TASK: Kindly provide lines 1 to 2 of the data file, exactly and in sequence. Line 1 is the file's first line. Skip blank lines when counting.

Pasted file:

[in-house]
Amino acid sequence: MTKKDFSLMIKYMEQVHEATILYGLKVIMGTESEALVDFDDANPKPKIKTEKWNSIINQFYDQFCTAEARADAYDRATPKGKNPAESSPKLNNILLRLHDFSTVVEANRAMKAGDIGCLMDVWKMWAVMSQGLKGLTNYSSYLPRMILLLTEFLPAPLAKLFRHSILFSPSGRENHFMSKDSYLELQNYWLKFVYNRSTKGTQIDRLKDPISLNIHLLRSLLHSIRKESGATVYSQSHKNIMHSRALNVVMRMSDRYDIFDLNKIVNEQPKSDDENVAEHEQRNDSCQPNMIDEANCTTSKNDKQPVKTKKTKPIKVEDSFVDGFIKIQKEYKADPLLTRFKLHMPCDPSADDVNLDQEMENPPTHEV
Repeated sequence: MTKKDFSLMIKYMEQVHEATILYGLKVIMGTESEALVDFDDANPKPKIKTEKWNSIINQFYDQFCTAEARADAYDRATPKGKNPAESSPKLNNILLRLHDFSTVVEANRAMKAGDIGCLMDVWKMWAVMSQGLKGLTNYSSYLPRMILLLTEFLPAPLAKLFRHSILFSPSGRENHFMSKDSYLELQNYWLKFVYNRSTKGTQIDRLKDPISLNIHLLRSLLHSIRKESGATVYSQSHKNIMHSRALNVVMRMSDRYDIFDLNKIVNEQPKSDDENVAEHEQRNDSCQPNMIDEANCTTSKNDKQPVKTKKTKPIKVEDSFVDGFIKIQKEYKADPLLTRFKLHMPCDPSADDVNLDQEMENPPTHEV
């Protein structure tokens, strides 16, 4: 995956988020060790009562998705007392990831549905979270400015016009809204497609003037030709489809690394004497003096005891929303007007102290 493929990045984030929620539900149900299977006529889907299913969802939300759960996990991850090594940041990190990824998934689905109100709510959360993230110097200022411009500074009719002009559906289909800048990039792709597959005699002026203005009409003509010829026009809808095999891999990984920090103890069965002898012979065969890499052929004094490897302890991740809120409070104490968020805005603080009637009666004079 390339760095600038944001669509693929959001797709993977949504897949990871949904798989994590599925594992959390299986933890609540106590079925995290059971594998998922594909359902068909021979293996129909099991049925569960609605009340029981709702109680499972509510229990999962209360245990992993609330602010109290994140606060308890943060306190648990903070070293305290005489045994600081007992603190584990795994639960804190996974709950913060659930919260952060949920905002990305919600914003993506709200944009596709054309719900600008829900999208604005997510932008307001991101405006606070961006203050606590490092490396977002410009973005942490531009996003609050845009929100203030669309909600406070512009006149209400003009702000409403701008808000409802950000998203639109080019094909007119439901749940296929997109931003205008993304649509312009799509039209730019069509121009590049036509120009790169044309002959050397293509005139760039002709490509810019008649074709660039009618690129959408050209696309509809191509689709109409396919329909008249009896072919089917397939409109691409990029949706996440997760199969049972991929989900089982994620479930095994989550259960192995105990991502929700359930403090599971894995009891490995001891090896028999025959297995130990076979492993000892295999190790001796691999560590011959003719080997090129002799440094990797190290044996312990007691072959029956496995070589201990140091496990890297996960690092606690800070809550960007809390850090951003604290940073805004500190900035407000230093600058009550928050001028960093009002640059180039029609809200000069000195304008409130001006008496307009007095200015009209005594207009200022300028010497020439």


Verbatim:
[in-house]
Amino acid sequence: MTKKDFSLMIKYMEQVHEATILYGLKVIMGTESEALVDFDDANPKPKIKTEKWNSIINQFYDQFCTAEARADAYDRATPKGKNPAESSPKLNNILLRLHDFSTVVEANRAMKAGDIGCLMDVWKMWAVMSQGLKGLTNYSSYLPRMILLLTEFLPAPLAKLFRHSILFSPSGRENHFMSKDSYLELQNYWLKFVYNRSTKGTQIDRLKDPISLNIHLLRSLLHSIRKESGATVYSQSHKNIMHSRALNVVMRMSDRYDIFDLNKIVNEQPKSDDENVAEHEQRNDSCQPNMIDEANCTTSKNDKQPVKTKKTKPIKVEDSFVDGFIKIQKEYKADPLLTRFKLHMPCDPSADDVNLDQEMENPPTHEV